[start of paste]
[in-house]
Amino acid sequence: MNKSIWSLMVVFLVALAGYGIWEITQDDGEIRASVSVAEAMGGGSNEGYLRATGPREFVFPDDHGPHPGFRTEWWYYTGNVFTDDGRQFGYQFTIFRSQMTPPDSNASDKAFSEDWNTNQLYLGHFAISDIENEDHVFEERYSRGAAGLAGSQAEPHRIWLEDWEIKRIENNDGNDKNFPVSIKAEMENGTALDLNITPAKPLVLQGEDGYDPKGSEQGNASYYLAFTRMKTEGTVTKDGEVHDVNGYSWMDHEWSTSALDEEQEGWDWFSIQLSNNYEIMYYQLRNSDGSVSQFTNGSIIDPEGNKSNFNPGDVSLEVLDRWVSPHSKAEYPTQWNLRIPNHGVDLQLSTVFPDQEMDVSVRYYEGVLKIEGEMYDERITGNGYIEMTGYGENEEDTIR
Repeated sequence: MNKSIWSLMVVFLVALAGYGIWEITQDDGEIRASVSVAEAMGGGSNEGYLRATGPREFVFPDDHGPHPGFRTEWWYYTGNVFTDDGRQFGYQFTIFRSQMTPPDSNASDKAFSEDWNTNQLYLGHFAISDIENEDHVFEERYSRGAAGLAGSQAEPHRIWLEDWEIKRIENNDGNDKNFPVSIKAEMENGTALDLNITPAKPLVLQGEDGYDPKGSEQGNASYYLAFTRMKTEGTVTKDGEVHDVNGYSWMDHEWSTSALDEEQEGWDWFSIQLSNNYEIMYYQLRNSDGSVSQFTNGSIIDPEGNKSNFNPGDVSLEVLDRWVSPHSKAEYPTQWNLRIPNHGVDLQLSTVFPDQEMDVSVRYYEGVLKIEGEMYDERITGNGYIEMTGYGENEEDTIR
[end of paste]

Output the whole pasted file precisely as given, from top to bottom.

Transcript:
[in-house]
Amino acid sequence: MNKSIWSLMVVFLVALAGYGIWEITQDDGEIRASVSVAEAMGGGSNEGYLRATGPREFVFPDDHGPHPGFRTEWWYYTGNVFTDDGRQFGYQFTIFRSQMTPPDSNASDKAFSEDWNTNQLYLGHFAISDIENEDHVFEERYSRGAAGLAGSQAEPHRIWLEDWEIKRIENNDGNDKNFPVSIKAEMENGTALDLNITPAKPLVLQGEDGYDPKGSEQGNASYYLAFTRMKTEGTVTKDGEVHDVNGYSWMDHEWSTSALDEEQEGWDWFSIQLSNNYEIMYYQLRNSDGSVSQFTNGSIIDPEGNKSNFNPGDVSLEVLDRWVSPHSKAEYPTQWNLRIPNHGVDLQLSTVFPDQEMDVSVRYYEGVLKIEGEMYDERITGNGYIEMTGYGENEEDTIR
Repeated sequence: MNKSIWSLMVVFLVALAGYGIWEITQDDGEIRASVSVAEAMGGGSNEGYLRATGPREFVFPDDHGPHPGFRTEWWYYTGNVFTDDGRQFGYQFTIFRSQMTPPDSNASDKAFSEDWNTNQLYLGHFAISDIENEDHVFEERYSRGAAGLAGSQAEPHRIWLEDWEIKRIENNDGNDKNFPVSIKAEMENGTALDLNITPAKPLVLQGEDGYDPKGSEQGNASYYLAFTRMKTEGTVTKDGEVHDVNGYSWMDHEWSTSALDEEQEGWDWFSIQLSNNYEIMYYQLRNSDGSVSQFTNGSIIDPEGNKSNFNPGDVSLEVLDRWVSPHSKAEYPTQWNLRIPNHGVDLQLSTVFPDQEMDVSVRYYEGVLKIEGEMYDERITGNGYIEMTGYGENEEDTIR